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January 5, 2007
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Volume 35
Issue 01
 
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Local retired general, once nation's top military officer, opposes military ban on Gays
Local retired general, once nation's top military officer, opposes military ban on Gays
A local retired army general and former chairman of the Joint Chiefs, returned to the national stage this week with a opinion piece published in the January 2 edition of the New York Times in which he calls for an end to the military's ban on openly Gay servicemembers.

General John Shalikashvili, who retired in 1997 and now lives in Steilacoom, WA, had supported the "Don't Ask, Don't Tell" policy during the four years he spent as the nation's top military officer.

"I now believe that if Gay men and Lesbians served openly in the United States military, they would not undermine the efficacy of the armed forces," he wrote. "Our military has been stretched thin by our deployments in the Middle East, and we must welcome the service of any American who is willing and able to do the job."

Rear Admiral Alan Steinman (Ret.), applauded Shalikashvili's statement. He had served as the Coast Guard's Surgeon General in Washington, D.C. during Shalikashvili's term as chairman of the Joint Cheifs. However, the two never met until recently. In 2003, he joined two retired generals in coming out about his sexual orientation in the New York Times. He now lives in the Seattle area.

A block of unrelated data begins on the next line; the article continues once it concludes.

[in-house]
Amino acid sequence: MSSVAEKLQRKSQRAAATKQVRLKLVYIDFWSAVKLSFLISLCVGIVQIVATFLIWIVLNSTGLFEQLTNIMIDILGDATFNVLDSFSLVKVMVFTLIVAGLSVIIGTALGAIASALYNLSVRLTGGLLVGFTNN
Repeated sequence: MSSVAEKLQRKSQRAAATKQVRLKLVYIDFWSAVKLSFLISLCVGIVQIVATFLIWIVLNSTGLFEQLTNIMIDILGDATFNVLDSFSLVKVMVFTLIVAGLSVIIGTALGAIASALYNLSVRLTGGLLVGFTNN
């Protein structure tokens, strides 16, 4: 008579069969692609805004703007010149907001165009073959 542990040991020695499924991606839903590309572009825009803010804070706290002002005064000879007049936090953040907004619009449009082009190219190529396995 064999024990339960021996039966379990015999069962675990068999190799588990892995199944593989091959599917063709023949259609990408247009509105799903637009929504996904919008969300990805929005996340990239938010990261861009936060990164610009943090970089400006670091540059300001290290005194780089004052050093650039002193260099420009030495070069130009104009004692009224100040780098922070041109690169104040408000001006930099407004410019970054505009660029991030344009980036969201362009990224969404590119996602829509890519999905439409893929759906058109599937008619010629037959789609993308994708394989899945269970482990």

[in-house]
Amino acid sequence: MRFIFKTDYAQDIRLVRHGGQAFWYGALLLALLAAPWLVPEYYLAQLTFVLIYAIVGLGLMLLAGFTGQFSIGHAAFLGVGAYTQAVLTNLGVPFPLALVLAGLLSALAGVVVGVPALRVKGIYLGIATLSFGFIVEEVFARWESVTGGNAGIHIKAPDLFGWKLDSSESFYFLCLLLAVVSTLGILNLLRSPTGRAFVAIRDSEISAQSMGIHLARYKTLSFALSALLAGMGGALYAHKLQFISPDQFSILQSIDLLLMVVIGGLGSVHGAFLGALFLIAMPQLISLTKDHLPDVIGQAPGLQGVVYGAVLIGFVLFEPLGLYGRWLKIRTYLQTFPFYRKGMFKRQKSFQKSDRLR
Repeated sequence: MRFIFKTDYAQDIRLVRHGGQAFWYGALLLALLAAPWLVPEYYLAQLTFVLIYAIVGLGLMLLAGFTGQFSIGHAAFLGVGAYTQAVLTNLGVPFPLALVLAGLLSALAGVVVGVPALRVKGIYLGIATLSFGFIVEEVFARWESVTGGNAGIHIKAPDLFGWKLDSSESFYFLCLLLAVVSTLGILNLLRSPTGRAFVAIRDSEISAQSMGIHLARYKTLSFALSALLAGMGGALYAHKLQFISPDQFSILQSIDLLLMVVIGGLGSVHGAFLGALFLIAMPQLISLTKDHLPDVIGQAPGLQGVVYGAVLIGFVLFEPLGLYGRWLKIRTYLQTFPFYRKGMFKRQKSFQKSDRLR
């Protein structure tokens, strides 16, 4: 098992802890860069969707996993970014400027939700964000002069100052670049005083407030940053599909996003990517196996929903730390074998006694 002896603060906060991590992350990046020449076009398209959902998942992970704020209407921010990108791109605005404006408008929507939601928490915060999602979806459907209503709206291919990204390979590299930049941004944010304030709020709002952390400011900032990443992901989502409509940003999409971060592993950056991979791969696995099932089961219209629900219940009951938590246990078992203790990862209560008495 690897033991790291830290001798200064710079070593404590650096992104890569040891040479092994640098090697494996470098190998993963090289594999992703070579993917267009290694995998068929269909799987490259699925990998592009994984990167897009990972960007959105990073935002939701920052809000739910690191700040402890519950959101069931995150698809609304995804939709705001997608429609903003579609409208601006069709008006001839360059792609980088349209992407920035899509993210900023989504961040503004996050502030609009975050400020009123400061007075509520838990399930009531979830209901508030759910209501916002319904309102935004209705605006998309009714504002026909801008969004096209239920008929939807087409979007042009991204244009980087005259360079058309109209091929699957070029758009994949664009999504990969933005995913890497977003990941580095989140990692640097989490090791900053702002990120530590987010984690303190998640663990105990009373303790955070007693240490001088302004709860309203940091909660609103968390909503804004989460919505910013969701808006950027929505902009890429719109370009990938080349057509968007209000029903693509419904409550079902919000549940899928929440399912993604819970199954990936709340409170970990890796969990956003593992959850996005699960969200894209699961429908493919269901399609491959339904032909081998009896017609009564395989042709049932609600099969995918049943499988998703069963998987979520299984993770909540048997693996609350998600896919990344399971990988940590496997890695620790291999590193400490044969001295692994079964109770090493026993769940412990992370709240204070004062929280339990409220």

"It is hard to overestimate the importance of General Shalikashvili's opinion on this because he was the chairman of the Joint Chiefs of Staff at the time that the law was passed," he said. "To his credit, he changed his mind. He was able to look at the problem and recognize that the military is hurting for people right now and ask himself, 'Would Gays and Lesbians be a source for potential new military members.' They certainly would be."

In his opinion piece, Shalikashvili cites conversations with Gay soldiers and marines, including some with combat experience in Iraq and an openly Gay senior sailor who was serving effectively as a member of a nuclear submarine crew, and a new Zogby poll of more than 500 service members returning from Afghanistan and Iraq, three quarters of whom said they were comfortable interacting with Gay people.

Military advisors in 1993 had warned that allowing Gays to serve openly would "lower morale, harm recruitment and undermine unit cohesion." However, opponents of the policy say their concerns lack merit, especially as social acceptance of Gays continue to grow.

"There is great indication that the attitudes of service members - as well as high ranking D.O.D. officials - are beginning to change," Steve Ralls, director of communications for the Servicemembers Legal Defense Network, told the SGN on Wednesday. "Since 1993, we have been able to compile a mountain of evidence showing that the policy of exclusion is unnecessary and - in fact - counter productive to the military's interests. There has been a significant power drain since 'Don't Ask, Don't Tell' and - at the same time - servicemembers have become increasingly comfortable serving with openly Gay members."

Currently, 24 nations - many considered allies in the War on Terror - allow Gays to serve openly, including Great Britian, Isreal and Austrialia.

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